Philips Medical Systems Increases Net Realization with Upstream Remarketing
Upstream vehicle remarketing is a hot topic in commercial fleet management today - every industry conference allocates at least one panel or speaker slot to this subject. At Philips Medical Systems, we have used LeasePlan’s reDrive! upstream program, powered by Driveitaway, over the past 15 months to remarket our commercial fleet vehicles to employees. Our fleet consists of 3,600 domestic cars and minivans on a 36-month replacement cycle. The program has increased net realization by $106,000 as of mid-February 2006, selling 159 vehicles, with greater benefits expected in the future.
In 2002, Philips posed the question, “Why not sell our fleet cars to employees on the Internet?” The objectives were to save money and deliver the benefit of our used fleet vehicles to a greater number of employees, without creating additional work for the fleet management department. Like many companies, we already operated a driver sales program, so we measured the success of the new sales channel by its ability to deliver incremental sales that saved Philips money. Unfortunately, no Internet-based employee sales programs existed in 2002. Working with our fleet management company, LeasePlan USA, and its business partner, Driveitaway, Philips jointly built, piloted, and launched an upstream remarketing program for employees. With small adaptations, we transferred our driver sale program to the same platform, simplifying operational logistics. This project’s challenges fell into three main areas:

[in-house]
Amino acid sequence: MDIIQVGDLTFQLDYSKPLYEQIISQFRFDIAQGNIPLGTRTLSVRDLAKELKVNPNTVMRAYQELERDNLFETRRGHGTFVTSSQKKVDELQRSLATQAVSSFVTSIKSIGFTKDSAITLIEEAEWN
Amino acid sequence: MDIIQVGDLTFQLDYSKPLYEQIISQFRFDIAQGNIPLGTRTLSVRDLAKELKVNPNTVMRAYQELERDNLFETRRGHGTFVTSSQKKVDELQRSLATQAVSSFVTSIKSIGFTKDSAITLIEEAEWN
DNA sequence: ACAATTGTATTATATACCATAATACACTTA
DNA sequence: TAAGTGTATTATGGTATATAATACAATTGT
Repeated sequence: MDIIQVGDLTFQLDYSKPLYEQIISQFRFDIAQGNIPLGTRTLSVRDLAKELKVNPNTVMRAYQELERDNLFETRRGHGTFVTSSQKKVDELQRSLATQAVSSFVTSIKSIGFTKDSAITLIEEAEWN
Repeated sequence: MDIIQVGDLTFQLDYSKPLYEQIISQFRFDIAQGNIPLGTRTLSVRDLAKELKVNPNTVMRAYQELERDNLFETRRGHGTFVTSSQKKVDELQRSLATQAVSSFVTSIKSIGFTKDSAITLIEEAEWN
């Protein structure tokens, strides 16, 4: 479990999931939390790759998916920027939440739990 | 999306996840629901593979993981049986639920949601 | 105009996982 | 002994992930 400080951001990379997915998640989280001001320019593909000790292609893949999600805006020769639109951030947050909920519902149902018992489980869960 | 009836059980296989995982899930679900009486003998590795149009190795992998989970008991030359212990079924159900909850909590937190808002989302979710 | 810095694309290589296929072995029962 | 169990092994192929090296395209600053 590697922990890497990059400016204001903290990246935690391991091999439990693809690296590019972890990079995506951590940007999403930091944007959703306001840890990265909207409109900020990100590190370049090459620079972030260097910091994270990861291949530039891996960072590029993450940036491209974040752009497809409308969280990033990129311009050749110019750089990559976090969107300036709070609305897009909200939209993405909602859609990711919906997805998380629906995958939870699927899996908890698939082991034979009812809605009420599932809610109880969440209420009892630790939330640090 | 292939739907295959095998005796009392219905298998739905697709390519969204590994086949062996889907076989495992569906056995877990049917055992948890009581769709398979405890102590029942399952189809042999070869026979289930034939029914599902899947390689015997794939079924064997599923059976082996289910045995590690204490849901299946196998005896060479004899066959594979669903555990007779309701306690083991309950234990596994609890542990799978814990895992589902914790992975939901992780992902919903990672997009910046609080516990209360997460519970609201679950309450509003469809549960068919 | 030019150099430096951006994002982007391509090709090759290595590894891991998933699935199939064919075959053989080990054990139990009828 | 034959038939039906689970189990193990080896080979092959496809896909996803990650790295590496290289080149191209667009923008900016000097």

Online vehicle sales to employees are different from driver sales. The employee sale is fundamentally a retail sale to a person who doesn’t know the car (with driver sales, the driver has been in the car for three years). Philips Medical had no experience with buyer needs and the psychology of a retail vehicle sale. We learned, for example, that a third-party inspection report with multiple photos of the vehicle is essential to give potential buyers confidence about the actual vehicle condition.
Many companies allow sales to the driver’s family members or other referrals. But these sales are infrequent and require fleet manager intervention - it’s more a favor to the driver than a company policy. To scale up our program, but not overburden fleet management, we needed to integrate our systems and operational procedures more closely with LeasePlan and Driveitaway. Almost all aspects of the vehicle sale were affected: pricing policy, vehicle inspection, payment, title fulfillment, and vehicle pick-up.
Employee sales were new to Philips. We had to make employees aware of the program and communicate the value proposition “well maintained company cars at near-wholesale prices.” We also had to obtain internal corporate approvals. After some experimentation and hard work, we launched the program for employees. The program continued to evolve with the addition of new sales channels, including the ability to remarket to employees of other companies on the platform and, recently, to selected volume buyers, such as large dealer groups and wholesalers.